Obi’s campaign also focused on the emergent middle class youth, as well as appealing to religious sentiments through churches on a Christian ticket and ethnic sentiments appealing to his Ibo base in the South East, where he swept states with more than 90 percent of the vote. The North is largely made up of the rural poor with poverty rates as high as 87 percent and literacy rates among young women in Zamfara state as low as 16 percent. Tracking Obi’s victories, most of the states where he won had lower poverty rates and higher literacy rates; states like Delta and Lagos have the lowest poverty counts in the country. While Obi used poverty statistics to bolster his campaign, his proposed austerity measures and cuts in government spending do not align with the massive government investments that would be needed to lift Nigerians out of poverty. While the jury is still out on the reasons for low voter turnout, deepening poverty and the limited access to cash invariably impacted poor voters.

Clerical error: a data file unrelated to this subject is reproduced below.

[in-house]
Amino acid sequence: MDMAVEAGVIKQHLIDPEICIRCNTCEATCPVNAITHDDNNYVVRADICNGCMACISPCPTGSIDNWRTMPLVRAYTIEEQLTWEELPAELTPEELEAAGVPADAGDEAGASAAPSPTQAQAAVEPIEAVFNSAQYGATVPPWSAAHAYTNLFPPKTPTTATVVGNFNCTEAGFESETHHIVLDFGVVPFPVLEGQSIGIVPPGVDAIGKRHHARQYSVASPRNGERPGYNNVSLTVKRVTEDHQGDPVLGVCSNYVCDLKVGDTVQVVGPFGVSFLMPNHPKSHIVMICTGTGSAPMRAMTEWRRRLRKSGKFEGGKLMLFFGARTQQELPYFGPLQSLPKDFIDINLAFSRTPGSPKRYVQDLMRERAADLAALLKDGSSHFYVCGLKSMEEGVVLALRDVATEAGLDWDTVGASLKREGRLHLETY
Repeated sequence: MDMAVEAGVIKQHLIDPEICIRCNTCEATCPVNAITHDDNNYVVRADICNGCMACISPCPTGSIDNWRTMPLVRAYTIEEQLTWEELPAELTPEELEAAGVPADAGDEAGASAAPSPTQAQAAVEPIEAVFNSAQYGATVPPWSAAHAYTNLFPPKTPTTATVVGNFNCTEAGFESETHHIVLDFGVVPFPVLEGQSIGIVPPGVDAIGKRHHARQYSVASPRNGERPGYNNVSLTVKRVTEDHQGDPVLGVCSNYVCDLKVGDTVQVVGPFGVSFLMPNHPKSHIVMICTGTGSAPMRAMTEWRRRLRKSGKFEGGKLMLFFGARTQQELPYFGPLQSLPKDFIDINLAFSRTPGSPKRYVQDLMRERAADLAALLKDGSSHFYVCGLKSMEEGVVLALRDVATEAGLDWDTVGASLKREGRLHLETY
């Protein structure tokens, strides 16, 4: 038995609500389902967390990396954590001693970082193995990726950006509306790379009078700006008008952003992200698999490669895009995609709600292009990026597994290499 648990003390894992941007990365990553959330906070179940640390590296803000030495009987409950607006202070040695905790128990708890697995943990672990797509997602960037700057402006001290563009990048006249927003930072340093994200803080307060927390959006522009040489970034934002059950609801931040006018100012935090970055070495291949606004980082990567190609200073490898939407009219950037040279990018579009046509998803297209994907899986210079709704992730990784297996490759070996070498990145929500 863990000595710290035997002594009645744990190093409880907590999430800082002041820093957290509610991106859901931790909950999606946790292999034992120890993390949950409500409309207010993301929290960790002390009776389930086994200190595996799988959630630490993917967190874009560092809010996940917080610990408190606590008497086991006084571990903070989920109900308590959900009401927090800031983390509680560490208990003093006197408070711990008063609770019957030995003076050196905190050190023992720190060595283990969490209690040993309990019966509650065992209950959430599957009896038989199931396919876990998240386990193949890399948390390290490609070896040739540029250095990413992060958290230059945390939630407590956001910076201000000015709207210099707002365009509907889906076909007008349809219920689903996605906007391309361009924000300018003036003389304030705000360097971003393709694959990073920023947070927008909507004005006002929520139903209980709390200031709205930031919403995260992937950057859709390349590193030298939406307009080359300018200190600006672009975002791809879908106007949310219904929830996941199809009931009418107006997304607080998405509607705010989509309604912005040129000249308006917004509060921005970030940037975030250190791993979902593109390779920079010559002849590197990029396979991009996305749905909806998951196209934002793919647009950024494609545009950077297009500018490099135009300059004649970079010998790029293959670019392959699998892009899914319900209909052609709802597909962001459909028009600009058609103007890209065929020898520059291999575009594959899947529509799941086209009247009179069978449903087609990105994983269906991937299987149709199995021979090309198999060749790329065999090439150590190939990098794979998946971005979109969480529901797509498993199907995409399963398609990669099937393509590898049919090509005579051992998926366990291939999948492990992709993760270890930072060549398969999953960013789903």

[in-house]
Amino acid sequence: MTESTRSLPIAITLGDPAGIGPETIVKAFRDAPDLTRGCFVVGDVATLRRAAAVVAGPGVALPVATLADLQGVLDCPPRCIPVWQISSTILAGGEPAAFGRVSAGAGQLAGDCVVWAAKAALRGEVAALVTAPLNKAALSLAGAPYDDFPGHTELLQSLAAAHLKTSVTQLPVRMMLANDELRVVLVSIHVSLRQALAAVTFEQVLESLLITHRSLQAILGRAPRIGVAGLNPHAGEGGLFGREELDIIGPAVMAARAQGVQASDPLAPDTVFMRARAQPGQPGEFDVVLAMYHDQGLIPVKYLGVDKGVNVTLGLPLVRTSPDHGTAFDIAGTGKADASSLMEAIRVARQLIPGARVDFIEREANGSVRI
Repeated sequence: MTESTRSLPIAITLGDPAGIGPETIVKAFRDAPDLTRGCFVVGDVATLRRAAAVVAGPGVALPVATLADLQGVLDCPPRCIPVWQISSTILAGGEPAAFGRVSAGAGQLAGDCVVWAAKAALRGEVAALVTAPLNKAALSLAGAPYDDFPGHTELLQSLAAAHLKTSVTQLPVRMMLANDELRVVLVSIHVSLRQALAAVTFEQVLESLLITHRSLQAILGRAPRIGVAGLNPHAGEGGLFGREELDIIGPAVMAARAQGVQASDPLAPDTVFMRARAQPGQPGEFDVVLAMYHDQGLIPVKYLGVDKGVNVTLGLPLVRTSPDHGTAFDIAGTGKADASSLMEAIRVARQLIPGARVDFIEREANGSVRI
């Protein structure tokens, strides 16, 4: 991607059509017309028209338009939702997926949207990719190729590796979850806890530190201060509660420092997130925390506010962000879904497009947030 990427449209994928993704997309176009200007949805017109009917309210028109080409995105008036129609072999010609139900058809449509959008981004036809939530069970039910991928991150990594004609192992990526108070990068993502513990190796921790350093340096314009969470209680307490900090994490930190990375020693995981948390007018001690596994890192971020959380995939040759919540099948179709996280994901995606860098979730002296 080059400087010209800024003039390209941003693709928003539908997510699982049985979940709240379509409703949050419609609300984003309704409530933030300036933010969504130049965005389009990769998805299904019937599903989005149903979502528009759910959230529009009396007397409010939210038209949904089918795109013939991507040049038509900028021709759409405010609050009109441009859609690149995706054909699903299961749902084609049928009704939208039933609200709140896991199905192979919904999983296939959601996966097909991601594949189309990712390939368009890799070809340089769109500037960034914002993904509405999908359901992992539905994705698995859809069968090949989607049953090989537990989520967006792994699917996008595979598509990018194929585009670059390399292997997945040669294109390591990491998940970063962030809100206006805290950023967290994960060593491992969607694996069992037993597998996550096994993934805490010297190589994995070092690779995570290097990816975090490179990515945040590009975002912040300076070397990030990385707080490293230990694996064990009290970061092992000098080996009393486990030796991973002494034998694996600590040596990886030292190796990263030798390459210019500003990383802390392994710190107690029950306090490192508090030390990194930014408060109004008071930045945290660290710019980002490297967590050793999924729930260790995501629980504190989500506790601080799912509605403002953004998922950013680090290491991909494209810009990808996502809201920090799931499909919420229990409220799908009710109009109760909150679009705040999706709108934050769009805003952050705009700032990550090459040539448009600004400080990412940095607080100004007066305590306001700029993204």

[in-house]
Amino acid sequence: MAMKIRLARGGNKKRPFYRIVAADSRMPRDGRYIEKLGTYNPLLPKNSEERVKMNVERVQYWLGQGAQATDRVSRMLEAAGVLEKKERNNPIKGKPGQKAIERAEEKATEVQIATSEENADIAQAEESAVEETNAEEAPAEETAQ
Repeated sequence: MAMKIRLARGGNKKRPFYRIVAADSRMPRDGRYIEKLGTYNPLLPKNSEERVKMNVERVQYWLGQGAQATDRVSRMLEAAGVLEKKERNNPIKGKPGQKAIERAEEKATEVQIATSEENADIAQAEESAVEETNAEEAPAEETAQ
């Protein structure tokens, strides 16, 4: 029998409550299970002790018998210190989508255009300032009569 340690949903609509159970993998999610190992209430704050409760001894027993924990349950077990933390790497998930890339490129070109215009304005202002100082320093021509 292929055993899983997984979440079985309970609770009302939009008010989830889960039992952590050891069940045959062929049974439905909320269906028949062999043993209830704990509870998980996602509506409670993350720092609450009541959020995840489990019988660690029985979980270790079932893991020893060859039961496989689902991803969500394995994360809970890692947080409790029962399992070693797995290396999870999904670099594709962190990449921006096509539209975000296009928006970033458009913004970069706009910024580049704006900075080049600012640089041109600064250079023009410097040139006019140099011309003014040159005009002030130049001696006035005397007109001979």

Historically, Nigeria’s presidency has swung between the North and the South, between Muslims and Christians, and this delicate balance was disrupted on all sides. In 2013, an alliance between the Southern Action Congress (AC), the Northern All Nigeria’s People’s Party (ANPP), and Congressive People’s Alliance (CPC) to produce the Action People’s Congress (APC) was able to remove the People’s Democratic Party (PDP) who had dominated the political scene. Another important historical note is that of the legacy of Biafra that lives on, as an Igbo man has never taken the helm of the Presidency since the Civil War. While Obi ran on the promise of a united youth vote, the lingering ethnic and religious sentiments demonstrate the need for his campaign to have created a stronger alliance with the North and the rural and urban poor.